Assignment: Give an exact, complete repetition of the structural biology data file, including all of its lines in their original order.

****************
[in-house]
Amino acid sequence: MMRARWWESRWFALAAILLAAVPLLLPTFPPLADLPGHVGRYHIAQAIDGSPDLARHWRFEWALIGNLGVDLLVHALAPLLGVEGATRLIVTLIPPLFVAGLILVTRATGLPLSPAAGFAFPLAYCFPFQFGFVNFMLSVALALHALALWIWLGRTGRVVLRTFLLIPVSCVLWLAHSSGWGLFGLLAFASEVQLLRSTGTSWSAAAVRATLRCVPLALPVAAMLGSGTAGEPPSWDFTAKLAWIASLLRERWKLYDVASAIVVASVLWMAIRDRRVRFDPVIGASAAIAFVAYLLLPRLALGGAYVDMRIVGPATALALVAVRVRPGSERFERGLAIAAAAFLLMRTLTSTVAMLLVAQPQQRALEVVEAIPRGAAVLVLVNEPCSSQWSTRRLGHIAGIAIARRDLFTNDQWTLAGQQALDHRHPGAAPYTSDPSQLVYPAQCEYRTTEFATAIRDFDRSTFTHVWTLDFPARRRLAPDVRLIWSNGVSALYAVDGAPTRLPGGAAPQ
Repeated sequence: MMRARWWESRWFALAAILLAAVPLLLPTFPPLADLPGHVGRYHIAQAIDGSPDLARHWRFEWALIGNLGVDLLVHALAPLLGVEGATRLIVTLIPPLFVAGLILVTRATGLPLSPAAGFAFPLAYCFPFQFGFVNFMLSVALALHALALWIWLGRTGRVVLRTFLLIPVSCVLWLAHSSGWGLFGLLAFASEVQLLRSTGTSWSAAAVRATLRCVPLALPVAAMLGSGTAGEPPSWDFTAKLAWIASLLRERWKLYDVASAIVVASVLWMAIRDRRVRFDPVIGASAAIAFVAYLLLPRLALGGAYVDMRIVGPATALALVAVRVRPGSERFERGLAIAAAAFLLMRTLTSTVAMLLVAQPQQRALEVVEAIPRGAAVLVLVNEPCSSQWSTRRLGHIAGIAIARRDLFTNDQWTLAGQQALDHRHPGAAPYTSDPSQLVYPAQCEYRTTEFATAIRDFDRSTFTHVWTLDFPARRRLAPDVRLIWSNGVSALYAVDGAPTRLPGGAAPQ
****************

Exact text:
[in-house]
Amino acid sequence: MMRARWWESRWFALAAILLAAVPLLLPTFPPLADLPGHVGRYHIAQAIDGSPDLARHWRFEWALIGNLGVDLLVHALAPLLGVEGATRLIVTLIPPLFVAGLILVTRATGLPLSPAAGFAFPLAYCFPFQFGFVNFMLSVALALHALALWIWLGRTGRVVLRTFLLIPVSCVLWLAHSSGWGLFGLLAFASEVQLLRSTGTSWSAAAVRATLRCVPLALPVAAMLGSGTAGEPPSWDFTAKLAWIASLLRERWKLYDVASAIVVASVLWMAIRDRRVRFDPVIGASAAIAFVAYLLLPRLALGGAYVDMRIVGPATALALVAVRVRPGSERFERGLAIAAAAFLLMRTLTSTVAMLLVAQPQQRALEVVEAIPRGAAVLVLVNEPCSSQWSTRRLGHIAGIAIARRDLFTNDQWTLAGQQALDHRHPGAAPYTSDPSQLVYPAQCEYRTTEFATAIRDFDRSTFTHVWTLDFPARRRLAPDVRLIWSNGVSALYAVDGAPTRLPGGAAPQ
Repeated sequence: MMRARWWESRWFALAAILLAAVPLLLPTFPPLADLPGHVGRYHIAQAIDGSPDLARHWRFEWALIGNLGVDLLVHALAPLLGVEGATRLIVTLIPPLFVAGLILVTRATGLPLSPAAGFAFPLAYCFPFQFGFVNFMLSVALALHALALWIWLGRTGRVVLRTFLLIPVSCVLWLAHSSGWGLFGLLAFASEVQLLRSTGTSWSAAAVRATLRCVPLALPVAAMLGSGTAGEPPSWDFTAKLAWIASLLRERWKLYDVASAIVVASVLWMAIRDRRVRFDPVIGASAAIAFVAYLLLPRLALGGAYVDMRIVGPATALALVAVRVRPGSERFERGLAIAAAAFLLMRTLTSTVAMLLVAQPQQRALEVVEAIPRGAAVLVLVNEPCSSQWSTRRLGHIAGIAIARRDLFTNDQWTLAGQQALDHRHPGAAPYTSDPSQLVYPAQCEYRTTEFATAIRDFDRSTFTHVWTLDFPARRRLAPDVRLIWSNGVSALYAVDGAPTRLPGGAAPQ